The Tragic Quest for Autonomy

*** Note: The work below is solely that of Elizabeth Jordan.  Any attempt to copy it without permission of the author is plagiarism and not worth it since you will be caught.***

The Tragic Quest for Autonomy
Written for History of Ancient Western Philosophy
Freshman Year - Fall 1997

In Sophocles’ play, Antigone, the battle of divine law versus conventional law is portrayed through the conflict between two main characters, Antigone and Creon. It appears at first that Antigone and Creon stand only for the divine law and conventional law, respectively. However, it becomes obvious throughout the play that the only cause they stand for is themselves. And, although their purposes differ slightly, their ultimate goals, their motivation to reach those goals as well as the problems they encounter along the way are remarkably similar. Antigone and Creon, on the surface, appear to have nothing in common. However, Sophocles shows us that they are in fact extraordinarily alike.

Antigone believes that she stands for the divine law. She justifies her disobedience of Creon by saying that the gods dictate that she give her brother the rites of burial. However, throughout the play, Antigone gives away her true motivation for burying her brother through her actions and words. She says to Ismene, in line 55: "It is not for him [Creon] to keep me from my own." She does not mention divine law in this reasoning but hints at the fact that she is burying this man because he is "her own" and not because the gods instruct her to do so. It becomes clear that Antigone’s motives go beyond pleasing the gods; she has a self-serving motive.

Creon claims to stand on the side of political law and patriotism. However, he, too, gives away his true motives in the course of the play. Creon feels that it is right for him to deny the burial of Polyneices because he was an enemy of the state and enemies of the state should be punished. Creon tells the citizens that he could not see "the gods honoring criminals" and thus, justifies his punishment of Polyneices. But Creon, in his attempt to control his citizens in life as well as in death shows that he also has a self-serving motive.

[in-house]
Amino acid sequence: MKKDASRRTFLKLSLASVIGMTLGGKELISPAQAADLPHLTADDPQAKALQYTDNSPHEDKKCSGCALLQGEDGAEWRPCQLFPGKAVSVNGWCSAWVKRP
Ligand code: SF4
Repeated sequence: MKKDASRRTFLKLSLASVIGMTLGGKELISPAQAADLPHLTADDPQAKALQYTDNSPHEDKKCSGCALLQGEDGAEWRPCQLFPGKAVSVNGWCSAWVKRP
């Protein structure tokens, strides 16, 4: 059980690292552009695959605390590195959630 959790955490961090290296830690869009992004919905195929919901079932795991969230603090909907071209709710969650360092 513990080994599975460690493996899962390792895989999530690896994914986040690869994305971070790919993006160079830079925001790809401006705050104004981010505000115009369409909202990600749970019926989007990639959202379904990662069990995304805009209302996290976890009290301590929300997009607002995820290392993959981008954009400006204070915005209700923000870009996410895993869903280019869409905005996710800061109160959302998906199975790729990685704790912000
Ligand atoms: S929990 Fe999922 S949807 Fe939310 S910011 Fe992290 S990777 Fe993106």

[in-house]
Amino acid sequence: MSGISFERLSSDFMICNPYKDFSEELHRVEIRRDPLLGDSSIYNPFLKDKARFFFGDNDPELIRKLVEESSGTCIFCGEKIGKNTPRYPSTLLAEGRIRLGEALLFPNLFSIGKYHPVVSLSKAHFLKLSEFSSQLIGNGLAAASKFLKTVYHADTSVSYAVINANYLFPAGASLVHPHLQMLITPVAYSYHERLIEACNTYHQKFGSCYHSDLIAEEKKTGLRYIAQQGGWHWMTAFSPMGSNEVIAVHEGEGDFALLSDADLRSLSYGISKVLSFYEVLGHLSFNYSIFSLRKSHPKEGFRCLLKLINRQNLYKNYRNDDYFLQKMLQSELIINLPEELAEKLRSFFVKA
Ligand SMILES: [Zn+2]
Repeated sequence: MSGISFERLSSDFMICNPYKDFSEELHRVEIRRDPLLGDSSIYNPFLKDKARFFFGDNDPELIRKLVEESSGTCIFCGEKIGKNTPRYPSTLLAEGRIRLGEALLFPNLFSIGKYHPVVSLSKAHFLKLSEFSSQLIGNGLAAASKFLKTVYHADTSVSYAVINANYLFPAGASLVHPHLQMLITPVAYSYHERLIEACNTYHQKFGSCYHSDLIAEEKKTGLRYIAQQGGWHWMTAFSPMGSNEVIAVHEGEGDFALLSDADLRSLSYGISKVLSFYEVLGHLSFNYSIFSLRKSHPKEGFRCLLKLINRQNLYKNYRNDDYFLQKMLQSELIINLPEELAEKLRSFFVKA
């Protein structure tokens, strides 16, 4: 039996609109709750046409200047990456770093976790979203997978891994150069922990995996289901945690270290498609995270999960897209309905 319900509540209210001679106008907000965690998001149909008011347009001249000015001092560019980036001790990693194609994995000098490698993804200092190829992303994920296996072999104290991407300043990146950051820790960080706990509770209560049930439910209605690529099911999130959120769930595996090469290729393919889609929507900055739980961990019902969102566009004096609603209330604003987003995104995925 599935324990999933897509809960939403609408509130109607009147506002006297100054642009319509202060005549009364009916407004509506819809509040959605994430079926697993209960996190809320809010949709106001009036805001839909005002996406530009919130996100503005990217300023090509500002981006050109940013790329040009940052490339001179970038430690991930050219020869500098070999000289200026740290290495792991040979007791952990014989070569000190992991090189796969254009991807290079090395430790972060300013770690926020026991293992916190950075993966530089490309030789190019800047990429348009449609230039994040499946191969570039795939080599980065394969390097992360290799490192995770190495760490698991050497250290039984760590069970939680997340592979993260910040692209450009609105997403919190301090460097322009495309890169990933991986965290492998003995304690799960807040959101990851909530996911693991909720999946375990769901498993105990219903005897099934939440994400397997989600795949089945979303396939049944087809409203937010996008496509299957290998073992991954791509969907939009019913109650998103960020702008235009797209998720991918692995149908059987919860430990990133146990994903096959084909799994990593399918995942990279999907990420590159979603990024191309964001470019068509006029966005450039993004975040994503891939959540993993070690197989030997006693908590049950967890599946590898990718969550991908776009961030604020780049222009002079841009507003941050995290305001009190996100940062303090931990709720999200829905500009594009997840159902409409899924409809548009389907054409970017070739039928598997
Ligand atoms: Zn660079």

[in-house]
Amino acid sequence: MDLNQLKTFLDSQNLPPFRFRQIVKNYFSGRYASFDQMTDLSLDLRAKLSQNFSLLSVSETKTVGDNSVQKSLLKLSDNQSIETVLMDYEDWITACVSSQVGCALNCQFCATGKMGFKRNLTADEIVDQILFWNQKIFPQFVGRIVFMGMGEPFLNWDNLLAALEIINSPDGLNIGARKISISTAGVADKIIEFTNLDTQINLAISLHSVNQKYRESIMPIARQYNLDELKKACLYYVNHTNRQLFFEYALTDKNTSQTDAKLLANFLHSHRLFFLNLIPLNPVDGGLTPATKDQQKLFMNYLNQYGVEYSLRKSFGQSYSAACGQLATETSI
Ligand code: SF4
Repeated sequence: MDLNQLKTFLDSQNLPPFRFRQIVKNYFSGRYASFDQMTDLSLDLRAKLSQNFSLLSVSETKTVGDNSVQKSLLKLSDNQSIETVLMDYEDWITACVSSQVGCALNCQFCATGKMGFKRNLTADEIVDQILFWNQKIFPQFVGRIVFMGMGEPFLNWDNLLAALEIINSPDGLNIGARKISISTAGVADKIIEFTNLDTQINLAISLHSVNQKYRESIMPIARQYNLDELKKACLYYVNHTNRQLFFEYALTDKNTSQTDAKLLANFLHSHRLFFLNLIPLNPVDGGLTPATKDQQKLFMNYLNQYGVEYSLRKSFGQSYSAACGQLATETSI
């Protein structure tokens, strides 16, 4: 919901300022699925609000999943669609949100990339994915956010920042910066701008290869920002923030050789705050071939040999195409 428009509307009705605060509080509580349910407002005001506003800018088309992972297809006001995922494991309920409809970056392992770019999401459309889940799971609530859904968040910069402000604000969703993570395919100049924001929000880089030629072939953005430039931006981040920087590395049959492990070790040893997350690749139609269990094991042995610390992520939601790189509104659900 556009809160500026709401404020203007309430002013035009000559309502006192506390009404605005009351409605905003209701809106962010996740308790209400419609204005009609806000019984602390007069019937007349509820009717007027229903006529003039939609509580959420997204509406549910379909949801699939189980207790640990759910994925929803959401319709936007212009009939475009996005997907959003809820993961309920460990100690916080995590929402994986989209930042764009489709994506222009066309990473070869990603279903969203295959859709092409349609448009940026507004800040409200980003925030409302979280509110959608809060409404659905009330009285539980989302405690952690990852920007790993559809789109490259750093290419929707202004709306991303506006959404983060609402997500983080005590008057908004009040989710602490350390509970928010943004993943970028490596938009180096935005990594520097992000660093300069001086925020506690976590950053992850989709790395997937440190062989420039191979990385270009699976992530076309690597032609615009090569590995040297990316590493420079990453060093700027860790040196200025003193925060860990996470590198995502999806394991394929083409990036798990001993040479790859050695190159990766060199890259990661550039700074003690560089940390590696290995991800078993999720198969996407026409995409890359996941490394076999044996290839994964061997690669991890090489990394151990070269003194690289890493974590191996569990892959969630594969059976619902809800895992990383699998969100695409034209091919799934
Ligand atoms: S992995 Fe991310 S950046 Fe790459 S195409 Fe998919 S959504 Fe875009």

Antigone and Creon both desire a sort of self-sufficiency. Antigone desires autonomy from the conventions of life, whereas, Creon desires autonomy for the city. Both characters discover certain obstacles to achieving this autonomy and believe to find ways around them. However, they soon discover that the very way to achieve their autonomy undermines that autonomy.

In Antigone’s case, she hopes to achieve complete self-sufficiency for herself. Her name means "anti-woman." Antigone despises her womanhood because she feels that it makes her incomplete. The fact that we are sexed undermines our ability to acquire completeness. There will always be something missing if the distinction of the sexes remains. There will always be things experienced by people of one sex that cannot be experienced by people of the other; childbirth, for example.

Antigone also has problems with the concept of childbirth. Part of this is because it reminds her of her womanhood (her incompleteness). However, I believe this also is because Antigone views birth as a death sentence. Death is the one obstacle in life that stops Antigone from achieving her autonomy. She cannot rule death. It is the one obstacle in life over which man has no control. The Chorus says in lines 396-397: "Only against death can he [man] call on no means of escape." It doesn’t matter how many technological advances man makes; he will never conquer death. Therefore, the only way to become autonomous is to become immortal.

There are two ways in which people believe they can become immortal. One of these is death. For, in death, you are achieve "life everlasting" in the underworld. However, this immortality only comes at the onset of death; the very obstacle to immortality. Therefore, the means to achieve this autonomy actually undermine the autonomy. Another path to immortality is through childbirth. People tend to have children to have "little versions of themselves" running around. However, there lies a problem in this type of immortality as well. The "little version" of you has to be just as much a "little version" of someone else. So, in having children you have not become self-sufficient since you need another person in order to achieve this type of immortality.